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The Cat and Mouse Act

60 second histories

This video covers:  An explanation of the Cat and Mouse Act.

I staged my first hunger strike to try and improve conditions for other suffragettes, and was quickly joined by Pethick-Lawrence and other WSPU members. The Government was afraid that one of us might die from starvation and thus become a martyr to our cause; so, they introduced a policy to force feed us. Sickening scenes of violence took place as doctors went from cell to cell performing their hideous force-feeding task, but it became so controversial that the Government had to change tack and introduce the Temporary Discharge of Ill Health Act. This new act allowed suffragettes to go on hunger strike, but as soon as we became ill, we were released ‘on licence’ and allowed home to recover. Then, as soon as we were well enough, we would be re-arrested and returned to prison to serve the rest of our sentence and the whole thing would be repeated again and again. It became known as the Cat and Mouse Act because of a cat’s habit of playing with its prey.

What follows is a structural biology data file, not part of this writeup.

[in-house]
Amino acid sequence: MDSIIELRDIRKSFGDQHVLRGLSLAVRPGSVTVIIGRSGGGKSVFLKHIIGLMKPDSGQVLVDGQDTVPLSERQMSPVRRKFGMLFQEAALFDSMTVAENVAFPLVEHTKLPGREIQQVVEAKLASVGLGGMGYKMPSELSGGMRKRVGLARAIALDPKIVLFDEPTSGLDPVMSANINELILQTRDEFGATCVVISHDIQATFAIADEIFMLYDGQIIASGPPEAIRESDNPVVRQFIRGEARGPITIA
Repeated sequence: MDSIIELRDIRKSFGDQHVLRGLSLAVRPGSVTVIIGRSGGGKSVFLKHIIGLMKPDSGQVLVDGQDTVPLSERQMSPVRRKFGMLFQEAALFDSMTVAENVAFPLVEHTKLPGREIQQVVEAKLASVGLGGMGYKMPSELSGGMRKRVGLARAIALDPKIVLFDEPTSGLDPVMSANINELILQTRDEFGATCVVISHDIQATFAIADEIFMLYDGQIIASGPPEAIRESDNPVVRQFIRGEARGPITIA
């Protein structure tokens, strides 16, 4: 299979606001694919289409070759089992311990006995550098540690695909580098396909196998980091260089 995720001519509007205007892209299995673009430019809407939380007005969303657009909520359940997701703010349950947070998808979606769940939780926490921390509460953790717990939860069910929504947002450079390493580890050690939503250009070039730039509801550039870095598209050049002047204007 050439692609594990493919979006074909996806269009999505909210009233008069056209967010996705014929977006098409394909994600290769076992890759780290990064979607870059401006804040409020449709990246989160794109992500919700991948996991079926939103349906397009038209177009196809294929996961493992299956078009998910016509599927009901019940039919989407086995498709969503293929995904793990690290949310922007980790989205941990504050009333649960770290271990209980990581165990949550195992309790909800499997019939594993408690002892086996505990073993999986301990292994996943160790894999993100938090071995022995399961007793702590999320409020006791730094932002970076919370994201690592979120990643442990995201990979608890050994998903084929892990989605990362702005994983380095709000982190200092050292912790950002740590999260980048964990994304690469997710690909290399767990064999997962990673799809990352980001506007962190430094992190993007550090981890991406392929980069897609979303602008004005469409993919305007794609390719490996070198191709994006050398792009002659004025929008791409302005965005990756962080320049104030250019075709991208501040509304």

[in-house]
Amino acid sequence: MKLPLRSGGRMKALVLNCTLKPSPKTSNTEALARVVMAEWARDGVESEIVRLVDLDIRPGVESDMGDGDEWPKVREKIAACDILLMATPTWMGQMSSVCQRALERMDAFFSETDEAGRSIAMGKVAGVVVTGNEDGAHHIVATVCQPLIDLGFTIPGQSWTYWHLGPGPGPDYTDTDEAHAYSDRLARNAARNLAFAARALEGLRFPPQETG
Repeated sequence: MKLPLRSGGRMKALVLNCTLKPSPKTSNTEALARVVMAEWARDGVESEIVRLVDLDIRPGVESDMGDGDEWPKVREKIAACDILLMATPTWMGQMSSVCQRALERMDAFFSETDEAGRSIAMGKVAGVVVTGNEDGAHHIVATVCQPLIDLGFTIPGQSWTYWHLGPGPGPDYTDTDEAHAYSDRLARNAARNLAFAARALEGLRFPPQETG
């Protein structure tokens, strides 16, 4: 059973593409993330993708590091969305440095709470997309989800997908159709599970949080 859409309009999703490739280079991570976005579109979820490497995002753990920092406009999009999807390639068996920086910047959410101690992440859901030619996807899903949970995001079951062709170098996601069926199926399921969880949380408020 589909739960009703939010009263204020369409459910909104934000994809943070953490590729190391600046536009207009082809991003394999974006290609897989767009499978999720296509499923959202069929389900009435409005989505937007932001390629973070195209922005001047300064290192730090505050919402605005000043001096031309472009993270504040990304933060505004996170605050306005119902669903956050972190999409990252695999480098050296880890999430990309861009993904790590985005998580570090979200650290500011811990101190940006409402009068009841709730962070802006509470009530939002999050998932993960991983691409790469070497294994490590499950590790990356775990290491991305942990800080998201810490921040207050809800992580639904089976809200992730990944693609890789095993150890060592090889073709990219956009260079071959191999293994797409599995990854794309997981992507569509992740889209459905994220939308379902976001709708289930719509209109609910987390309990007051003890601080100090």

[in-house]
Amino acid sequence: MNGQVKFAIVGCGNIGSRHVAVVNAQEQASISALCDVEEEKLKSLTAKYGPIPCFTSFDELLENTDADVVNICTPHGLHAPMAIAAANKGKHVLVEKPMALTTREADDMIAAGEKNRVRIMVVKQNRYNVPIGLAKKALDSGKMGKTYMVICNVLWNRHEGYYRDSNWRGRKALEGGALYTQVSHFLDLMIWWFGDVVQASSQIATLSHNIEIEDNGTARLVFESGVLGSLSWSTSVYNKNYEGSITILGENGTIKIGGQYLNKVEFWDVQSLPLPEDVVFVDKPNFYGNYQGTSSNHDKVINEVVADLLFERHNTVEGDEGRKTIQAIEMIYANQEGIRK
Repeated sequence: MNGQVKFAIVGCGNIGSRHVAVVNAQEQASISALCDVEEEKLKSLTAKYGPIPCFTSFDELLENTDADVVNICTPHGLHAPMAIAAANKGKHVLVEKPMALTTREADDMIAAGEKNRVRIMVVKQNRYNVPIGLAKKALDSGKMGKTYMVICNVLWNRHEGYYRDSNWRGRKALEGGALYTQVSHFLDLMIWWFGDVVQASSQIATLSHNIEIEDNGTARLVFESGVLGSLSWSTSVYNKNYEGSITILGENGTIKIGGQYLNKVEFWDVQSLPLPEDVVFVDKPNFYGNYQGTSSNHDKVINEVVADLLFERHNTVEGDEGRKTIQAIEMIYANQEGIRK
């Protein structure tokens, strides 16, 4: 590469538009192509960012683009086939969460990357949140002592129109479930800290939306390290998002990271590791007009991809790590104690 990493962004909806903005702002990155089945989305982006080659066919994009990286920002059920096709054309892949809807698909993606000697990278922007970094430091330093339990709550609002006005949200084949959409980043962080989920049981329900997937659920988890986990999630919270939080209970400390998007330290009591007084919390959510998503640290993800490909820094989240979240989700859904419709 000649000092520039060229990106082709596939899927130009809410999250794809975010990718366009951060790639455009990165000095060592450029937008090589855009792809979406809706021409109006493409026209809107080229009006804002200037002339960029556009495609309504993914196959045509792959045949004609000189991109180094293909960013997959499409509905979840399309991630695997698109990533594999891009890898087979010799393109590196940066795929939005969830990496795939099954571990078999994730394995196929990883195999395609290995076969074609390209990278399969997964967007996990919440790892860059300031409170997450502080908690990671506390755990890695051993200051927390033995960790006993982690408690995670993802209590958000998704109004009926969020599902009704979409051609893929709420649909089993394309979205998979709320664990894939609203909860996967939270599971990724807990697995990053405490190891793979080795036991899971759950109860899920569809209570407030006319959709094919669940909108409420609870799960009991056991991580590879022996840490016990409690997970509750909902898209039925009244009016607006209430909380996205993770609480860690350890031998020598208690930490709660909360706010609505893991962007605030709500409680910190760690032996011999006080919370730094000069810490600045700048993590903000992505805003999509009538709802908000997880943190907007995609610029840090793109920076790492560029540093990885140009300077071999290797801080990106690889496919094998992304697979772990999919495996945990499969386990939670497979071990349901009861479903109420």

20th Century
Suffragette Movement
Key people
Suffragette Movement
Emmeline Pankhurst
Key words: 
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